Another reason why this law could become the model for other states is that it establishes a clear legal standard of “due care” (“the level of diligence that a prudent and competent expert would exercise under a given set of circumstances”), says Neray. “This will make it easier for plaintiffs in civil lawsuits to persuade judges and juries that organizations that lost data are negligent. For example, banks could now sue retailers that were breached in order to recover costs from resulting credit card fraud, as well as the costs of consumer notification letters and free credit reporting services.”
Will enforcement of data breach laws become stricter? Litan says it depends on the criminals. “All signs do point to heightened and more frequent criminal activity against the backdrop of an ailing economy. Banks and other institutions which house sensitive customer accounts will be anxious to shift fraud and customer service costs onto the companies that are responsible for the initial data compromises.”
She believes it will be enforcement by example. “Once a data breach is discovered, the laws will be used to force the companies responsible for the data breach to pay back the banks and other companies who suffer the fraud and customer service costs on behalf of their customers (since they don't typically make the customers pay). I don't think there will be proactive enforcement of the laws since the government agencies don't have the resources to do that.”
NetWitness's Schwartz says he believes that many states that have traditionally adopted strong consumer protections will pass similar legislation over time. “It remains to be seen whether the compliance dates will be as dramatic, given the current economic environment,” he says.
The law is likely to have a broad impact on IT generally, says Ed Moyle, a founding partner at SecurityCurve. But, he posits, how does a business know if someone's a Mass. resident or not?
In practice, what we're likely to see happen, he says, is the same thing we saw with California's Breach Disclosure Law (SB-1386): Most organizations will find it too difficult to selectively implement controls just for a subset of their data and will apply it to all data.
“The executive order goes hand in hand with this security ‘push' – it requires state contractors, as well as the state itself – to adhere to this and other legislation and also outlines a set of minimum requirements related to how information security should be organized.”
But compare what Massachusetts is doing with what's going on in Nevada, he says. “The Nevada law looks to apply only to businesses that do business in Nevada – that can be sticky too – but this law is a lot more general. I honestly don't know how a business would segment out which users were Mass. residents to just apply the controls to them.”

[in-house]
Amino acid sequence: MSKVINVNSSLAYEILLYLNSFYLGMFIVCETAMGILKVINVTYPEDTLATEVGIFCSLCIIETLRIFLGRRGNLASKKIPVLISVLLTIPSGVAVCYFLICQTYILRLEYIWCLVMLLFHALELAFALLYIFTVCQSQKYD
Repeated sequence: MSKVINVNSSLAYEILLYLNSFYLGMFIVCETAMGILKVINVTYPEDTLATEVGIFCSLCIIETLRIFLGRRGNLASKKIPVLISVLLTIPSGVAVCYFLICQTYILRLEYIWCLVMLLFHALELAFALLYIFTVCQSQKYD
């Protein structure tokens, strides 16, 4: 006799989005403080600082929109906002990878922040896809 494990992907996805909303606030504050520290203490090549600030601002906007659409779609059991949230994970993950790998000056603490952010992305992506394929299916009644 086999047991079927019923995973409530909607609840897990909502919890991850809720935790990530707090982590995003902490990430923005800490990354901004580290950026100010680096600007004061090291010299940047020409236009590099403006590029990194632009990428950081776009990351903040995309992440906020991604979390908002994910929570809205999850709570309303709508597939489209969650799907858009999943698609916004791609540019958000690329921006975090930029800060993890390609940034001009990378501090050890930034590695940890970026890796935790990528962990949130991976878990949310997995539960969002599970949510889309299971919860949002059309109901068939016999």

Getting a handle on all of this data is a challenge, as many companies will have tens of thousands of customers based in Massachusetts, says Nagraj Seshadri, senior product marketing manager at Utimaco Safeware.
One requirement of the new legislation is proof that every affected company must have a comprehensive, written security plan and at least one employee designated to maintain the plan,” he says. “Additionally, companies must also pay attention to the physical security of their paper documents. Companies will also have to train end-users, many of whom are not security aware on data security best practices.”
Most businesses already have implemented some of the requirements, such as widely used firewalls and anti-virus software, he adds. But, he warns, while these existing measures do help to secure data, they alone are not sufficient.
“Encryption, which makes data unreadable by unauthorized users, will now be the key technology for securing data. The biggest concern for businesses trying to adopt the regulations is their cost and the need for security expertise, which is not core to their business,” says Seshadri.
The legislation, while stating specific goals, does not describe external audit or enforcement procedures, says TriGeo's Maloof. “Given the lack of specific enforcement provisions, I can only assume that legislators expect violations to be addressed with civil suits, which is the legislation's single biggest flaw. It does not specify any fines, procedures that would result in any business interruption or requirements for formal routine audits, which are the teeth in PCI. Likewise, it was the lack of such provisions and genuine enforcement that slowed the adoption of HIPAA regulations.”